Earlier this month, Schuh and colleagues began a first stage of local pathology training. "We have brought in a mobile slide scanner... so proper telepathology can happen and pathologists can get second opinions to speed up the diagnosis … trying to get the pathology to the highest level it can be," she said.

Importantly, according to Schuh, all the sequencing in the program will be done onsite. Illumina has donated two iSeq instruments for the project, which are already installed at the Muhumbili University of Health and Allied Sciences in Tanzania.

"Not a single sample will leave the country, so that will force everybody to create capacity, and that's not just capacity of sequencing [and] training some very bright and enthusiastic people," she said. "It also means that the companies, whether it's drug companies, whether it's biotech companies, will need to be able to ship reagents, which is actually at the moment the [main] obstacle we have."

Finally, Schuh said, the investigators have made it a point to ensure that the program will give kids access to best current standard of care therapies, which means about a third of the overall budget is going to procuring the monoclonal antibody therapy rituximab, which is increasingly used in combination with chemotherapy, at least in the west.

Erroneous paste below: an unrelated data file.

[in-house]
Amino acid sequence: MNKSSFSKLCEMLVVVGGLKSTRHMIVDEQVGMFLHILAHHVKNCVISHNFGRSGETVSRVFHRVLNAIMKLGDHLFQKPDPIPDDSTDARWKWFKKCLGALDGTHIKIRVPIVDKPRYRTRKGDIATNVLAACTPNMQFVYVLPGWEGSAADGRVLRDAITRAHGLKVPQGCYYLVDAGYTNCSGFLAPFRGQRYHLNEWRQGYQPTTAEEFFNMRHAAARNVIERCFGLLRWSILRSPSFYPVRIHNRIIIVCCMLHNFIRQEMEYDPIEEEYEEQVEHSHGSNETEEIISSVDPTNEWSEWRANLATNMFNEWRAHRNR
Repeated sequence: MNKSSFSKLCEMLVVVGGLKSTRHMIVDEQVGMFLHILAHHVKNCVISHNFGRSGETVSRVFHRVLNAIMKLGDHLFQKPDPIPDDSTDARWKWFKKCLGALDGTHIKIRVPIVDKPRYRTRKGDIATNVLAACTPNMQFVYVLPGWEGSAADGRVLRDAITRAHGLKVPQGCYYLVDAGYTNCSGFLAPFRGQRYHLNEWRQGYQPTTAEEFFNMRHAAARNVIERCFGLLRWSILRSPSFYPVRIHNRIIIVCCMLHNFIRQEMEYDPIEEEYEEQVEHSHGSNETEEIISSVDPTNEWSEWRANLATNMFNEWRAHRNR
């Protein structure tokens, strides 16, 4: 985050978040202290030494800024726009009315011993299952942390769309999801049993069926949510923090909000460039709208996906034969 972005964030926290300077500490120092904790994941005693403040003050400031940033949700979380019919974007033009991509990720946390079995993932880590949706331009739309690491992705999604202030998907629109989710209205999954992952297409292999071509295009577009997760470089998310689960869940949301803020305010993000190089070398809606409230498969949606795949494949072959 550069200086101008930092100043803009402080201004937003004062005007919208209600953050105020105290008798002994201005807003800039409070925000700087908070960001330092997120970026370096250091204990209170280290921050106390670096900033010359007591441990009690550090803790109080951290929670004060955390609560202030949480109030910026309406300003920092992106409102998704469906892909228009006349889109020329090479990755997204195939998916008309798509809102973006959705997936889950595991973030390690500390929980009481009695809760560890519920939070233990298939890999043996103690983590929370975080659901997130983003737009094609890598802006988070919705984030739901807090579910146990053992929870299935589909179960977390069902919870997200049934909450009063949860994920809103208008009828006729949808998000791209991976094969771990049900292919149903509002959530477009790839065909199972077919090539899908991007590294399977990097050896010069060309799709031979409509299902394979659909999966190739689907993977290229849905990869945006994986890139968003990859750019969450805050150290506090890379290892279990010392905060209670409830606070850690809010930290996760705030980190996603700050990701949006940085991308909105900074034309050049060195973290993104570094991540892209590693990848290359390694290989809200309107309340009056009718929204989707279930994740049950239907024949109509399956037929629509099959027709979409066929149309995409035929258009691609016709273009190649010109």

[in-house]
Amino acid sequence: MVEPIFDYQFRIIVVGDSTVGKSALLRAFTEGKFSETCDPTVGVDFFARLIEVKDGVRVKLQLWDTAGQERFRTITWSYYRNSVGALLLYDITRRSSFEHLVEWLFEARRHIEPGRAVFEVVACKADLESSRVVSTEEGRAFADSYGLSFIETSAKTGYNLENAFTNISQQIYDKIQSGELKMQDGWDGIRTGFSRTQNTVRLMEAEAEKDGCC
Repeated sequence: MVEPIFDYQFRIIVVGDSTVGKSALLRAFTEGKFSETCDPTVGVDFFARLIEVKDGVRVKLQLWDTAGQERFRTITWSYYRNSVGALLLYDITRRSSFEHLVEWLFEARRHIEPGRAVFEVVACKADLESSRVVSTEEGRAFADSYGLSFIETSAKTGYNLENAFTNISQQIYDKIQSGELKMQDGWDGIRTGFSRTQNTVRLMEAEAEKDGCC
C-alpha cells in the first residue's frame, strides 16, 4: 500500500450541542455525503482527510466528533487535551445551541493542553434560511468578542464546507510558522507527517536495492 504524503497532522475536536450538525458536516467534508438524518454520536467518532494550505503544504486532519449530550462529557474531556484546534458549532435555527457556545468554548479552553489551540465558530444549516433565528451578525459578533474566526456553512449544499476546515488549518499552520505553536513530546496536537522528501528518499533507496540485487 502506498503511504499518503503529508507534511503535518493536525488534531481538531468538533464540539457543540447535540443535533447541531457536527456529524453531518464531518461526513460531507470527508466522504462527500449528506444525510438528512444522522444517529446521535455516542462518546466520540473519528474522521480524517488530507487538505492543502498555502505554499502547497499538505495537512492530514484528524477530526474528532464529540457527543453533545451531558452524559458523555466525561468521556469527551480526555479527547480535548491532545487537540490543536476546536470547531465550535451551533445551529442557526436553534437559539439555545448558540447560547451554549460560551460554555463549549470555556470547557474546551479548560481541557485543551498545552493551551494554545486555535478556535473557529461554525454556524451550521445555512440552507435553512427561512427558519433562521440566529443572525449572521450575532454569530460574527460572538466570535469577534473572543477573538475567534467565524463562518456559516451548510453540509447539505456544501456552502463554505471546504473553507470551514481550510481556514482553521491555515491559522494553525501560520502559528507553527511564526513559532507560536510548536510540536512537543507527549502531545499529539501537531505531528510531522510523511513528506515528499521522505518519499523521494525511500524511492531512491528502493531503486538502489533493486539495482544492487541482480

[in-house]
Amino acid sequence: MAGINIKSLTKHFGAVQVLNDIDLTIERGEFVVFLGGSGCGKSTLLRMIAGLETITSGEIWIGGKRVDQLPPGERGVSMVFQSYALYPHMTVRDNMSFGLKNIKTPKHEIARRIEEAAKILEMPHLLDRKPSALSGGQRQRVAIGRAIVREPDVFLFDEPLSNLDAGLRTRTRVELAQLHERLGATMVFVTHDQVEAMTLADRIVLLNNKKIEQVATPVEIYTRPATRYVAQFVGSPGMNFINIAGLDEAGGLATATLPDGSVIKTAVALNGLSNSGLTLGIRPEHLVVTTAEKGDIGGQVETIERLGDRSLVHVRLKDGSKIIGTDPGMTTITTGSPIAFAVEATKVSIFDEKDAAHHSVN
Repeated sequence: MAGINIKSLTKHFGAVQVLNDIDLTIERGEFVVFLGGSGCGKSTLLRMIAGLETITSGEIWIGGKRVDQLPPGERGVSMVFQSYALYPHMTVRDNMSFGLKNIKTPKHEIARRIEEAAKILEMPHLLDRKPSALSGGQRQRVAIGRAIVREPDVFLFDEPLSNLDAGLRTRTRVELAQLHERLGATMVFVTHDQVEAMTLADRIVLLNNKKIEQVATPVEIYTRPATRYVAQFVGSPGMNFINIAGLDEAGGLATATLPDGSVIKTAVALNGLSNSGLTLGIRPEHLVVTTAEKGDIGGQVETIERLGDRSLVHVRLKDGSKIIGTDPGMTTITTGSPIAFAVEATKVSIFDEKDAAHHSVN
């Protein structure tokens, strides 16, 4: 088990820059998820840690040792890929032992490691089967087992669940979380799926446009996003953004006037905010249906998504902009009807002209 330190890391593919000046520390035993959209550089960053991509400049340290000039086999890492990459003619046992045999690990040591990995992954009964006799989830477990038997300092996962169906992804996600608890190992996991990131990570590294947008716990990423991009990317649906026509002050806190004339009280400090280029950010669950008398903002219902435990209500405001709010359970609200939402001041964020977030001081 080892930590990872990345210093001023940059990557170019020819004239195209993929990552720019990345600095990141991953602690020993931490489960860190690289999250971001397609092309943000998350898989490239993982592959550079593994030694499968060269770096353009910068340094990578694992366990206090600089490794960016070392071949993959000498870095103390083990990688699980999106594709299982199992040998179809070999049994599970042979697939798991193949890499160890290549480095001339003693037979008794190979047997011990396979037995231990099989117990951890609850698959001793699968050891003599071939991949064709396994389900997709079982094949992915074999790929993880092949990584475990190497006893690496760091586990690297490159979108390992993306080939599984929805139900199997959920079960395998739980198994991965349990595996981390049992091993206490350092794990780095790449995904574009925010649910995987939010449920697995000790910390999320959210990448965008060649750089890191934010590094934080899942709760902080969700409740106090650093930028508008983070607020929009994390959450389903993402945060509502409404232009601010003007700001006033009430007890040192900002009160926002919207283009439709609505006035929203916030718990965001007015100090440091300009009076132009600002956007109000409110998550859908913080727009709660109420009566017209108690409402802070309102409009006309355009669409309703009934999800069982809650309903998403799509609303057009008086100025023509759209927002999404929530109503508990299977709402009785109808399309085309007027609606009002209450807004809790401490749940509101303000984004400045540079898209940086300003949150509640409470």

"The biosimilars [for this drug] are now FDA-approved in Tanzania and Uganda, and we want to make sure that the kids get the same treatment that they would get in developed countries," Schuh said.

Dennis Lo, who pioneered the methods for blood-based viral-cancer detection that have been the backbone for what Schuh and colleague will be deploying, said in an email that he's corresponded with the Oxford team and, based on his ongoing research analyzing a variety of EBV-associated cancers, he's confident that their assay approach should work well.

For early detection and screening, which is what Lo has been pursuing for EBV nasopharyngeal cancers, an important part of assay validation has been making sure that the circulating viral DNA detection method is not just sensitive, but also highly specific, so that it doesn't pick up false-positive cases of non-cancer EBV infection, or virus reactivation.

Schuh said that this is not an issue for the team's goals in Tanzania, because the aim is not to screen for cancer, but rather to make a diagnosis that is already suspected faster and easier.

That said, she added, there could potentially be a case made in the future for a screening program for these children. "You could argue [that might be an] economically viable thing to do, especially in the areas in the region around Lake Victoria where this is really very common," she said, adding that this would have to be studied further.